One rider has shared how she helps to keep her community clean with the help of her Shetland pony. Karen Arckle, with 20-year-old Ted, regularly hack out in-hand, which slowly incorporated litter picking.
Environmentally-minded Karen signed up for the Hack 1,000 Miles challenge with her Friesian Percheron cross called Tank. She started noticing refuse being left along the tracks she was riding on, and decided to do something about it.
“When I’m out on Tank and see some litter or a fallen branch, I make a mental note of where it is so I can come back out with Ted to clear it up,” says Karen, 57. “Ted has a Klibber saddle, which is ideal for carrying baskets. It’s like a traditional Shetland pack saddle.”
Karen, who formerly worked for an environmental agency, attaches two bags on either side of Ted’s saddle to hold the collected waste.
“Ted has no problem with anything clonking or scrunching from his back. We pick litter and clear the tracks as a team – he’s a very versatile pony!” she says. “It’s not a particularly littered place where I live, so we probably do it once a quarter.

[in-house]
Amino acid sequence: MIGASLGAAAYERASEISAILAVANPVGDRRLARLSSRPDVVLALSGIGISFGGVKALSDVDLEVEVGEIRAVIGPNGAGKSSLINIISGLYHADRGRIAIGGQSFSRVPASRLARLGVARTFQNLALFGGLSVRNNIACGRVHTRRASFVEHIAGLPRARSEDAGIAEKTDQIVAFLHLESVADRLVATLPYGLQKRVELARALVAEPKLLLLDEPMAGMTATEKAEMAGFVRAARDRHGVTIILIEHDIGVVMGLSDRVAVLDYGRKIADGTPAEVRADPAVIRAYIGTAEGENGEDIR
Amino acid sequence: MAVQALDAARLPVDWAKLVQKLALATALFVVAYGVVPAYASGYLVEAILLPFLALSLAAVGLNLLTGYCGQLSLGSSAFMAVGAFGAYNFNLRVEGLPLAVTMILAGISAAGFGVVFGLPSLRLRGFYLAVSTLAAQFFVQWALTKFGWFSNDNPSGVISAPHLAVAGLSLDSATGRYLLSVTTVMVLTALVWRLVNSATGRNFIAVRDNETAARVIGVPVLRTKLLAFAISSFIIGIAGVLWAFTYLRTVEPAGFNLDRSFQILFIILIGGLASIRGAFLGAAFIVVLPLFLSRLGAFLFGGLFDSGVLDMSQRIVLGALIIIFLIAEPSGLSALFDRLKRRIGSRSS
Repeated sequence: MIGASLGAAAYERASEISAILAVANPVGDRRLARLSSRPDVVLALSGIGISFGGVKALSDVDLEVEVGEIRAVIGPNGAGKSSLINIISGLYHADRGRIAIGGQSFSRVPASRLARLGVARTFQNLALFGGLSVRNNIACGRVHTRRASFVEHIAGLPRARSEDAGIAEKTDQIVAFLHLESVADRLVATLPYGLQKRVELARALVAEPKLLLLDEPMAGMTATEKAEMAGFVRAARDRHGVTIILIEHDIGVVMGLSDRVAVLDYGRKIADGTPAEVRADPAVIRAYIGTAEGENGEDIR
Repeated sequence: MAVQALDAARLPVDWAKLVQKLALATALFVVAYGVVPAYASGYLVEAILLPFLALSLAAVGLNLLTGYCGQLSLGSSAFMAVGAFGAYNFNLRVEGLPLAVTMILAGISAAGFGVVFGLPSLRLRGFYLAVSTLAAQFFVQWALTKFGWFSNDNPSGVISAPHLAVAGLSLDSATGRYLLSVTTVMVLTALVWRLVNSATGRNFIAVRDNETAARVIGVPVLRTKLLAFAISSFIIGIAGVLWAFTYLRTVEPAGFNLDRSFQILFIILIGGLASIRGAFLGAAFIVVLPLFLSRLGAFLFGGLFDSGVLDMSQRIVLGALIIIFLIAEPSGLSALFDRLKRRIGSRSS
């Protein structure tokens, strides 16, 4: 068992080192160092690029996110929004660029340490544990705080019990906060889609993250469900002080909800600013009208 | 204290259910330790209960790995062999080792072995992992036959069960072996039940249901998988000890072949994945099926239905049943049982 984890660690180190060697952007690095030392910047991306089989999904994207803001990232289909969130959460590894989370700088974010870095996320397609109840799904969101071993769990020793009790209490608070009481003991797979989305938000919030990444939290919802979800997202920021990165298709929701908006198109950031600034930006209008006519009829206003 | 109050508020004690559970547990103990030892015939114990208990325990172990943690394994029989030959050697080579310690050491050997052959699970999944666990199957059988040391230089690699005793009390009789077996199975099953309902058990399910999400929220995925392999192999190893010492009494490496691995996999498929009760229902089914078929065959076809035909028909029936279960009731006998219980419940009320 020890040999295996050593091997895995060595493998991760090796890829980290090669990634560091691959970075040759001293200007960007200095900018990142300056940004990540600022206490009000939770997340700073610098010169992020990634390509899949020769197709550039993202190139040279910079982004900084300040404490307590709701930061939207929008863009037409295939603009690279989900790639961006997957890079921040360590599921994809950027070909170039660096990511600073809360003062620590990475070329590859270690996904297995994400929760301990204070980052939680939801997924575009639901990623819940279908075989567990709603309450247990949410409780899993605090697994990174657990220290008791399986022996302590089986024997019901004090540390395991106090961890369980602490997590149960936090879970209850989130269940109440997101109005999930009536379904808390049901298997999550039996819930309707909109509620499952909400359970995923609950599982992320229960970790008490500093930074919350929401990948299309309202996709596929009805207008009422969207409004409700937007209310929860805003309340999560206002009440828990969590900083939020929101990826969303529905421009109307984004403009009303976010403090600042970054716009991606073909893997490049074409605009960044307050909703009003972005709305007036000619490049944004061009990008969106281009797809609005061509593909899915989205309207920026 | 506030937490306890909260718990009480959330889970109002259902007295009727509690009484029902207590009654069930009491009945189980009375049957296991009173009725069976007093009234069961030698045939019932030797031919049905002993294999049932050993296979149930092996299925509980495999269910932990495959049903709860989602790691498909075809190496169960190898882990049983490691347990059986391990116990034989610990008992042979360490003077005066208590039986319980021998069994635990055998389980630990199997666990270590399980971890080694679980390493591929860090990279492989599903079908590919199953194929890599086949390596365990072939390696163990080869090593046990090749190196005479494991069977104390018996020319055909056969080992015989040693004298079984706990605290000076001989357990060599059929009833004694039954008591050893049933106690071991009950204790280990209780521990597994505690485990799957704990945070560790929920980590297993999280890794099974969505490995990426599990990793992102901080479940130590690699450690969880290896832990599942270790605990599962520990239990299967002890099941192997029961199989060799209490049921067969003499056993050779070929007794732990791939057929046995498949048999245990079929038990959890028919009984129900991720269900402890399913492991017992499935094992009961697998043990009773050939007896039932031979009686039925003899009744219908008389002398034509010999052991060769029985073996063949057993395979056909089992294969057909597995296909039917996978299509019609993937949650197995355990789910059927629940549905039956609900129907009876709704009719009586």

“It’s mostly farm waste or farm plastic, food wrappers, bottles, tin cans and that sort of thing. It looks a lot tidier afterwards. Individual actions do great things. If I pick it up, someone else doesn’t have to.”
Keeping a Shetland fit
Karen took Ted on when he was just three-years-old to be a companion for Tank, who she purchased when he was just 18 months old.
“We moved to France when I was 40, and had the opportunity to get some land. I saw Tank advertised and really wanted a horse; my partner Terry said I should do it, and it was the best thing I ever did,” shares Karen, who now runs a couple of holiday cottages. “When I bought Tank, Ted came along as a temporary companion – but after a few weeks I knew I couldn’t give him back, so I bought him too. They’ve been together ever since.
“They get on really well, and only have the odd bicker. Tank is 16.3hh now – they really are little and large.”
Whilst Ted is a ride-and-drive pony, Karen doesn’t have anyone who can regularly ride him, and she isn’t keen on driving him, so instead they go out for walks.
“He’s my hiking partner. He’s very calm and easy going for a Shetland. He goes on the lead rein when we are on the roads or the grass is tasty. But when the tracks allow – because they are straightforward and enclosed – I let him off. He follows me like a dog, pootling along behind,” says Karen. “Sometimes he’ll stop to have a mouthful of grass and then trot or gallop to catch up. Because I can’t ride or drive him, it’s the best way to exercise him and keep him fit.”